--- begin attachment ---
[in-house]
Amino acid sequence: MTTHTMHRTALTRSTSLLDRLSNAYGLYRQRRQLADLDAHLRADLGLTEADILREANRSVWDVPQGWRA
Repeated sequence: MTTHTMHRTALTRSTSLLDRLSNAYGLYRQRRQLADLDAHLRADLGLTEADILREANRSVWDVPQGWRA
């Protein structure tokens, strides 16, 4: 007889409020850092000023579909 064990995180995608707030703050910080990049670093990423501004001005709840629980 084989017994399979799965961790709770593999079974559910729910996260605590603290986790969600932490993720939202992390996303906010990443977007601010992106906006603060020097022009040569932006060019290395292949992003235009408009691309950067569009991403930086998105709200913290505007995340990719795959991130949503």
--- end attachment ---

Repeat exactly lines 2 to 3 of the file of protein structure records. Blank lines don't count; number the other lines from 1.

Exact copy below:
Amino acid sequence: MTTHTMHRTALTRSTSLLDRLSNAYGLYRQRRQLADLDAHLRADLGLTEADILREANRSVWDVPQGWRA
Repeated sequence: MTTHTMHRTALTRSTSLLDRLSNAYGLYRQRRQLADLDAHLRADLGLTEADILREANRSVWDVPQGWRA